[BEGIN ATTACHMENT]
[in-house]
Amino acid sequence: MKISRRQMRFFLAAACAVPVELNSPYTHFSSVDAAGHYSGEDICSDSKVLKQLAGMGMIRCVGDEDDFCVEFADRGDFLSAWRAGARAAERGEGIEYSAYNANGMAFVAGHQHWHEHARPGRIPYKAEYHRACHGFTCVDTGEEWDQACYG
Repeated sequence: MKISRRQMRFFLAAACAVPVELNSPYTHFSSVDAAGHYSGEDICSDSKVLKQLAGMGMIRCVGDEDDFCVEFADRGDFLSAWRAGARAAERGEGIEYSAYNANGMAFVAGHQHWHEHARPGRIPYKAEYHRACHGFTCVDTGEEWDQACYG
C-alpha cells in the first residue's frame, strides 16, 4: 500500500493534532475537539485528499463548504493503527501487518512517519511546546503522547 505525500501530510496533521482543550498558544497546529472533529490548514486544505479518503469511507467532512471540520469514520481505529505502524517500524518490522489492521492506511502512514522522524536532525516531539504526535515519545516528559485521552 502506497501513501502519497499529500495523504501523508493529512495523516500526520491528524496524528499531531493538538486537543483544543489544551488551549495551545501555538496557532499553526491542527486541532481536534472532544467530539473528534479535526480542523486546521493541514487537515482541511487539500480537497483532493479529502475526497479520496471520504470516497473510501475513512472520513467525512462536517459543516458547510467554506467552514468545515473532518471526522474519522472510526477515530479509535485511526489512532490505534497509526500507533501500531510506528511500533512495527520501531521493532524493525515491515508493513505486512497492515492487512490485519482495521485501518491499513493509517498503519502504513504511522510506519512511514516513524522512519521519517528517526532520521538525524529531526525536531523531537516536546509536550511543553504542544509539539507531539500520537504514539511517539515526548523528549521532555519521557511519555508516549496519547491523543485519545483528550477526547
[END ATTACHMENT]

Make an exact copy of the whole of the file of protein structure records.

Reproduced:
[in-house]
Amino acid sequence: MKISRRQMRFFLAAACAVPVELNSPYTHFSSVDAAGHYSGEDICSDSKVLKQLAGMGMIRCVGDEDDFCVEFADRGDFLSAWRAGARAAERGEGIEYSAYNANGMAFVAGHQHWHEHARPGRIPYKAEYHRACHGFTCVDTGEEWDQACYG
Repeated sequence: MKISRRQMRFFLAAACAVPVELNSPYTHFSSVDAAGHYSGEDICSDSKVLKQLAGMGMIRCVGDEDDFCVEFADRGDFLSAWRAGARAAERGEGIEYSAYNANGMAFVAGHQHWHEHARPGRIPYKAEYHRACHGFTCVDTGEEWDQACYG
C-alpha cells in the first residue's frame, strides 16, 4: 500500500493534532475537539485528499463548504493503527501487518512517519511546546503522547 505525500501530510496533521482543550498558544497546529472533529490548514486544505479518503469511507467532512471540520469514520481505529505502524517500524518490522489492521492506511502512514522522524536532525516531539504526535515519545516528559485521552 502506497501513501502519497499529500495523504501523508493529512495523516500526520491528524496524528499531531493538538486537543483544543489544551488551549495551545501555538496557532499553526491542527486541532481536534472532544467530539473528534479535526480542523486546521493541514487537515482541511487539500480537497483532493479529502475526497479520496471520504470516497473510501475513512472520513467525512462536517459543516458547510467554506467552514468545515473532518471526522474519522472510526477515530479509535485511526489512532490505534497509526500507533501500531510506528511500533512495527520501531521493532524493525515491515508493513505486512497492515492487512490485519482495521485501518491499513493509517498503519502504513504511522510506519512511514516513524522512519521519517528517526532520521538525524529531526525536531523531537516536546509536550511543553504542544509539539507531539500520537504514539511517539515526548523528549521532555519521557511519555508516549496519547491523543485519545483528550477526547